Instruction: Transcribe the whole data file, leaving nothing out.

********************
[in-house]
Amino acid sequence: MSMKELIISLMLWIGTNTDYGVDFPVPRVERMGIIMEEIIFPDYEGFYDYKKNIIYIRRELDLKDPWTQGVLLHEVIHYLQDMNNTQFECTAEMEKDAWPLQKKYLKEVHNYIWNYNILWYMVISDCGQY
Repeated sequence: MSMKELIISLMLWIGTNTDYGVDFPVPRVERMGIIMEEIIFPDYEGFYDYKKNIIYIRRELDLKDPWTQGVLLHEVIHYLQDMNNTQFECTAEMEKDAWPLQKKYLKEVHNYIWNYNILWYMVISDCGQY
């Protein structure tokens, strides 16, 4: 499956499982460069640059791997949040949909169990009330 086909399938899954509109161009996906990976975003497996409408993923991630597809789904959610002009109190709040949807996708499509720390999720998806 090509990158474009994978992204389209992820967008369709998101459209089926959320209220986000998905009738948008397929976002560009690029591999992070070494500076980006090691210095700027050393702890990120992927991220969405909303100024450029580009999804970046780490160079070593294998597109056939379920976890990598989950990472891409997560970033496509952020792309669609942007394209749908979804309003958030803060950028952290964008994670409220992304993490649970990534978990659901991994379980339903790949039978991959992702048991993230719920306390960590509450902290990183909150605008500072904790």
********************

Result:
[in-house]
Amino acid sequence: MSMKELIISLMLWIGTNTDYGVDFPVPRVERMGIIMEEIIFPDYEGFYDYKKNIIYIRRELDLKDPWTQGVLLHEVIHYLQDMNNTQFECTAEMEKDAWPLQKKYLKEVHNYIWNYNILWYMVISDCGQY
Repeated sequence: MSMKELIISLMLWIGTNTDYGVDFPVPRVERMGIIMEEIIFPDYEGFYDYKKNIIYIRRELDLKDPWTQGVLLHEVIHYLQDMNNTQFECTAEMEKDAWPLQKKYLKEVHNYIWNYNILWYMVISDCGQY
């Protein structure tokens, strides 16, 4: 499956499982460069640059791997949040949909169990009330 086909399938899954509109161009996906990976975003497996409408993923991630597809789904959610002009109190709040949807996708499509720390999720998806 090509990158474009994978992204389209992820967008369709998101459209089926959320209220986000998905009738948008397929976002560009690029591999992070070494500076980006090691210095700027050393702890990120992927991220969405909303100024450029580009999804970046780490160079070593294998597109056939379920976890990598989950990472891409997560970033496509952020792309669609942007394209749908979804309003958030803060950028952290964008994670409220992304993490649970990534978990659901991994379980339903790949039978991959992702048991993230719920306390960590509450902290990183909150605008500072904790």